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Active vs Passive Candidates – Does it matter?

almost 6 years ago by Clare Cazaly

Recruitment consultant, active and passive candidates, recruitment, engineering recruitment

Active vs Passive Candidates – Does it matter?

When filling positions both internally and for our Client’s, in essence we are just trying to find the best candidate for the job. That candidate may be unemployed, employed but looking, employed by not looking, or employed and not open to a new opportunity, you don’t know until you speak with them. If they are an active or passive candidate shouldn’t really matter, what matters more is that these different types of candidates will have different motives and levels of interest, so your recruitment strategy must appeal to each group to attract them.

What is an Active Candidate?

An active candidate is actively looking for work, so it does not necessarily mean that they are unemployed, but it can do. This group is looking for a new opportunity for a variety of reasons:

  • They’re concerned about their current employer’s stability
  • They would like to take on more responsibility
  • Their job was outsourced
  • Their employer went out of business

It is from here that many of the open positions are filled because these are the people that are open to a new opportunity, and are proactively trying to find their next position.

Job postings are the most common way employers reach active job seekers, and increasingly a vehicle for getting your opportunities to the right audience.

Sourcing active candidates can be an alternative to job postings, or supplement that approach to bring you even more qualified candidates. Since active candidates are working on their personal brand and submitting their resume, they can be easy to find.  

What is a Passive Candidate?

A passive candidate is employed, but not currently looking for a new opportunity, this group accounts for 75% of the workforce.

The benefit to a passive candidate is that, since they are not looking for a new opportunity, they probably won’t be interviewing with anyone else.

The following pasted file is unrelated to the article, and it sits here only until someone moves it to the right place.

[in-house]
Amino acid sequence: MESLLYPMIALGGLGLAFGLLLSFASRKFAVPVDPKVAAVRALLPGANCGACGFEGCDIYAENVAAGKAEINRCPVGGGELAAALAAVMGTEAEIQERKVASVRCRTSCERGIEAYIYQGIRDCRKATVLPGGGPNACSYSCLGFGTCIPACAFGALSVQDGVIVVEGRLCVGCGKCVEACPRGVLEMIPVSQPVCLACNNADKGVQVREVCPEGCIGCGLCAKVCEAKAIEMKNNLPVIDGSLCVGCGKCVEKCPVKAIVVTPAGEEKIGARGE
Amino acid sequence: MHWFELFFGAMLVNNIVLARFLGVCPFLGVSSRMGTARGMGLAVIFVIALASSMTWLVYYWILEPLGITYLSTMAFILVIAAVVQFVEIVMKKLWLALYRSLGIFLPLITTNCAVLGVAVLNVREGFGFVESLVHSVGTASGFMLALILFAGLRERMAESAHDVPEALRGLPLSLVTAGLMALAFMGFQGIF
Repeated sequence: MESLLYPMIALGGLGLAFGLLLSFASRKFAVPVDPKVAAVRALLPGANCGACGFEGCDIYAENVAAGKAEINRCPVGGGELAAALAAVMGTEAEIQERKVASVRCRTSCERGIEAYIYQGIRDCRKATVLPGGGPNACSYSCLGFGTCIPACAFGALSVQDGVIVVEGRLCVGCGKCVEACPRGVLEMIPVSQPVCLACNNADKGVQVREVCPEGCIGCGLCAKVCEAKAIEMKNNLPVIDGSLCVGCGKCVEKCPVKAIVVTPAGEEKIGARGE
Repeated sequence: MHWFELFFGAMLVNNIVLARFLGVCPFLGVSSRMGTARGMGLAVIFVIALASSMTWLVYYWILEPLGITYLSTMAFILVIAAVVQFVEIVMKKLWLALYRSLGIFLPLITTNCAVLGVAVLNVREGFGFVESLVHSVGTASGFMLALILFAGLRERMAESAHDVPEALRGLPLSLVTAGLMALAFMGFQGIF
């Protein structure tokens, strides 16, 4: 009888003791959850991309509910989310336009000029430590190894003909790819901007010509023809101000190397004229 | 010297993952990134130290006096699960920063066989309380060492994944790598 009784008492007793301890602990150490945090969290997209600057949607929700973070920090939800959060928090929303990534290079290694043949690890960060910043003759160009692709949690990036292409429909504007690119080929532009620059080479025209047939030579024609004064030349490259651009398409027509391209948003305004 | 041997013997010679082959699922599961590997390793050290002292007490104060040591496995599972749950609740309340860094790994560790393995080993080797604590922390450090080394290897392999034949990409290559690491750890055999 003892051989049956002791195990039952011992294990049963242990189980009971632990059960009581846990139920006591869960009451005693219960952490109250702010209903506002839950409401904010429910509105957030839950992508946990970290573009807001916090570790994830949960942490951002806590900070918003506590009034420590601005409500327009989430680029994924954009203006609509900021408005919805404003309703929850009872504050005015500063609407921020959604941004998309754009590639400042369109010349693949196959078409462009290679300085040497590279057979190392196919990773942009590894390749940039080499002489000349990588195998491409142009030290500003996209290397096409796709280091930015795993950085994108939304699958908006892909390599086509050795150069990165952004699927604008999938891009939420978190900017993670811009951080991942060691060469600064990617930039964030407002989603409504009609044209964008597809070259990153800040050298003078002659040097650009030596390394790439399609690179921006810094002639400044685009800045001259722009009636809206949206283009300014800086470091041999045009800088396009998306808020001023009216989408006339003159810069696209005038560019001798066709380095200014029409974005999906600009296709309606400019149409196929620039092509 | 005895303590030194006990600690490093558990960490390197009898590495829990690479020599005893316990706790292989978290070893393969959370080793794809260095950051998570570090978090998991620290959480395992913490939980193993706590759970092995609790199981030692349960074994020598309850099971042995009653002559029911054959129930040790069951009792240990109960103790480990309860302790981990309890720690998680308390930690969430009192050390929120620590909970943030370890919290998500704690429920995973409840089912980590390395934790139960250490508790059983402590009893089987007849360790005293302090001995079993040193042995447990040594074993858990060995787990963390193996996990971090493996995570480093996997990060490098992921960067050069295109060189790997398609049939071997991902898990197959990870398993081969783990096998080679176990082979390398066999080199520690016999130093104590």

They haven’t expressed any interest in your company so far, so you want to get them excited about speaking with you. Your initial reach out should include an introduction to you and your company, and provide some reasons why you’re reaching out and why this move would benefit the candidate.

No matter how you find your passive candidates, keep in mind that they most likely don’t have a resume handy. You’ll definitely want to offer them an alternative way to share their background, and you probably want to do away with the application. Remember, YOU found THEM, so let them know why you reached out to them.

Develop a Recruitment Strategy which Appeals to Each Group

Employment Branding; Find out what is important to each group and ensure that you are getting across all the positives about working for your business.

Killer Job Postings; Use relevant keywords to ensure that your tops are hitting the top of the pile and make it easy to apply.

Social Media Presence; Get your message across on social media in a way that reflects the business on the most appropriate platform.

Proactive Sourcing; Swot up on Boolean to make sure that you are getting the most out of your search and if you are not getting results fast then change it.

Referral Program; Whether the candidate is interested or not start networking, who knows who you will uncover!!!!

Positive Candidate Experience; Create a good first impression, offer flexible interview times and always provide updates and feedback.